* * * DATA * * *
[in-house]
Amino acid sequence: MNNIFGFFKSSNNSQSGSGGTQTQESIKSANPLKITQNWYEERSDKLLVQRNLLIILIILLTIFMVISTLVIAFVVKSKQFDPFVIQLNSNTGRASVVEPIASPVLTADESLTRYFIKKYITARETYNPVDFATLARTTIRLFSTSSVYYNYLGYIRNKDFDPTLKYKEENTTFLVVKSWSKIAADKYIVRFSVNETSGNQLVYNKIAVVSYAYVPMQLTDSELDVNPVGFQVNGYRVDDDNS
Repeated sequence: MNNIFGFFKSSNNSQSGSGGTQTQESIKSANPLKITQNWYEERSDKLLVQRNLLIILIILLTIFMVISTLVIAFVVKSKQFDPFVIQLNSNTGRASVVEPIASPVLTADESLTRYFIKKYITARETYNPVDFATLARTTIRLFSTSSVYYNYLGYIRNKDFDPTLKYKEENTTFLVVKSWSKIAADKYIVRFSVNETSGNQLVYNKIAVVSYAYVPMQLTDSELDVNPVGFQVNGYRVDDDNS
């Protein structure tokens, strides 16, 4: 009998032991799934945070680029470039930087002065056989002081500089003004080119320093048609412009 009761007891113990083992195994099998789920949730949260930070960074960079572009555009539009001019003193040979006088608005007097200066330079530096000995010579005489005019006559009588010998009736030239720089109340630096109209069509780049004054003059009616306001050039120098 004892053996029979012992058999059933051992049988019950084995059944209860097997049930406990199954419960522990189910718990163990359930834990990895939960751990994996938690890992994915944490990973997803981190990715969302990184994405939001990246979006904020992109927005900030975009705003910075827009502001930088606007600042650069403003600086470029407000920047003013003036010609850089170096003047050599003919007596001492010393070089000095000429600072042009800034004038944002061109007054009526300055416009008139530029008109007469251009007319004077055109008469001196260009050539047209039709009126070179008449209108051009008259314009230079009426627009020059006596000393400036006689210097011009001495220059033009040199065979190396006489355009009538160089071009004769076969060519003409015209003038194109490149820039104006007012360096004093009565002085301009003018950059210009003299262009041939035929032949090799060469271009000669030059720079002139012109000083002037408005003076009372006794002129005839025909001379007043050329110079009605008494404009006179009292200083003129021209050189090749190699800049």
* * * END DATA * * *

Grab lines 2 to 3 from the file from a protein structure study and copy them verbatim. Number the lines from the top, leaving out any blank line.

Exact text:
Amino acid sequence: MNNIFGFFKSSNNSQSGSGGTQTQESIKSANPLKITQNWYEERSDKLLVQRNLLIILIILLTIFMVISTLVIAFVVKSKQFDPFVIQLNSNTGRASVVEPIASPVLTADESLTRYFIKKYITARETYNPVDFATLARTTIRLFSTSSVYYNYLGYIRNKDFDPTLKYKEENTTFLVVKSWSKIAADKYIVRFSVNETSGNQLVYNKIAVVSYAYVPMQLTDSELDVNPVGFQVNGYRVDDDNS
Repeated sequence: MNNIFGFFKSSNNSQSGSGGTQTQESIKSANPLKITQNWYEERSDKLLVQRNLLIILIILLTIFMVISTLVIAFVVKSKQFDPFVIQLNSNTGRASVVEPIASPVLTADESLTRYFIKKYITARETYNPVDFATLARTTIRLFSTSSVYYNYLGYIRNKDFDPTLKYKEENTTFLVVKSWSKIAADKYIVRFSVNETSGNQLVYNKIAVVSYAYVPMQLTDSELDVNPVGFQVNGYRVDDDNS